With nine wins in the 2020 NASCAR Cup Series season after his Bristol Motor Speedway victory last weekend, Kevin Harvick stands at the precipice of accomplishing something no driver has in well over a decade: a win column that breaks into the double digits.
And with the way 2020 has gone for Harvick and the No. 4 crew, it seems like a certainty it’ll happen. Seven races remain in the season, and Harvick has to win just once to score the ever-elusive 1-0; it’s not like he has just a race or two to do it. He’s also the hottest driver on the circuit in a playoff setup that champions wins over all else. Even if Denny Hamlin, who, for a time, looked like he could snag 10 wins on the year earlier in the season before a recent late-summer stretch that makes him appear a bit more human, was able to rebound, chances are Harvick will sneak into victory lane at least once.
There have certainly been seasons over the past decade that have felt fairly dominated by a single driver, years where the racer ultimately hoisting the trophy in November seemed the byproduct of the culmination of an exceptional season. But in the Cup Series, no driver has won at least 10 races in a season since Jimmie Johnson did it in his 2007 championship run, landing on exactly 10 victories by season’s end.
So it’s been a while. But there’s more to it than that. In NASCAR’s modern era, which began in 1972, 16 times has a driver won at least 10 races in a single Cup season. The all-time record is actually in reach for Harvick, too; he’d only need to win just under half the remaining events this season to tie it.
The players here? Richard Petty and Jeff Gordon. In 1975, Petty scored 13 victories en route to his sixth of seven titles. Gordon did the same in 1998, winning 13 and landing championship No. 3. (For the record, Petty also boasts the all-time single-season wins record in Cup, a whopping 27 victories in 1967. The seasons were altogether much longer then, which is part of why statistics such as this tend to only refer to the modern era rather than going all the way back to 1949. It’s likely an unbreakable record unless the series expands its schedule; imagine someone winning 28 of the 36 Cup races in a season nowadays.)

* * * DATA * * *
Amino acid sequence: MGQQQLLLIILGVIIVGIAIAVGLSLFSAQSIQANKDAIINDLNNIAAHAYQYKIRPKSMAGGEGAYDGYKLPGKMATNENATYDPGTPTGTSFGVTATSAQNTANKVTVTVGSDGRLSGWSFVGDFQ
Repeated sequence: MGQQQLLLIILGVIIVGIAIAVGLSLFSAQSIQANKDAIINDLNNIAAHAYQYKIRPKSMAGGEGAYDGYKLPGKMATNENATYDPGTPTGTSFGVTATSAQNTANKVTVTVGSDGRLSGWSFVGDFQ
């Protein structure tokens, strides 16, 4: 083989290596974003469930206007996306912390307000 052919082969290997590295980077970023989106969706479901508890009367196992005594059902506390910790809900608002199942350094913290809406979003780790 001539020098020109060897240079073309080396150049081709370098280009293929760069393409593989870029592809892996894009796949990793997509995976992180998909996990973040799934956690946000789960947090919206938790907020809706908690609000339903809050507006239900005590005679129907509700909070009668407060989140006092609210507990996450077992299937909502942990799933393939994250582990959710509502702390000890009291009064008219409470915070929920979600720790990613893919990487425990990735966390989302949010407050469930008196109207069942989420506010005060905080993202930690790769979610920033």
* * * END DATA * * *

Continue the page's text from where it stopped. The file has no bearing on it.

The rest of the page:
Those are the drivers on whom Harvick’s sights are ultimately set. But he’s also got a score of others to get past on the way. With 12 wins apiece in 1981 and ’82, Darrell Waltrip is next after Petty and Gordon. Then three drivers claimed 11 in a modern-era season: David Pearson (1973), Bill Elliott (1985) and Dale Earnhardt (1987).
After that, there’s a score of 10-time winners. Petty (1974), Gordon (1996 and ’97) and Pearson (1976) appear yet again, plus Bobby Allison (1972), Cale Yarborough (1974 and ’78), Rusty Wallace (1993) and the aforementioned Johnson (2007).
2020 marks 13 years since the last driver with 10 wins in a Cup season, by far the longest streak without one in series history (it took nine years between Gordon in ’98 and Johnson in ’07). And it’s undeniably exciting to see that that stretch is likely to be broken; if nothing else, it makes Harvick’s season one that’s easier than in recent years to point to as a legendary season.
At the same time? Of the other 16 seasons, only Johnson had to contend with doing so during a playoff-style setup, and only Harvick is doing so with an elimination. There’s a scenario in which he wins during the Round of 12 but falters in the Round of 8, ultimately missing out on a title. And that would be quite the story for NASCAR fans and historians to tell if it were to happen.
One other quick hit, for the record. In its 25 years of existence, the Gander RV & Outdoors Truck Series has never had a driver win 10 or more times in a single season. In the nearly 40-year-old Xfinity Series, it’s happened five times, and four of those are via Kyle Busch in 2008, 2010, 2013 and 2016. The other? Sam Ard in 1983.
About the author
Rutherford is the managing editor of Frontstretch, a position he gained in 2015 after serving on the editing staff for two years. At his day job, he's a journalist covering music and rock charts at Billboard. He lives in New York City, but his heart is in Ohio -- you know, like that Hawthorne Heights song.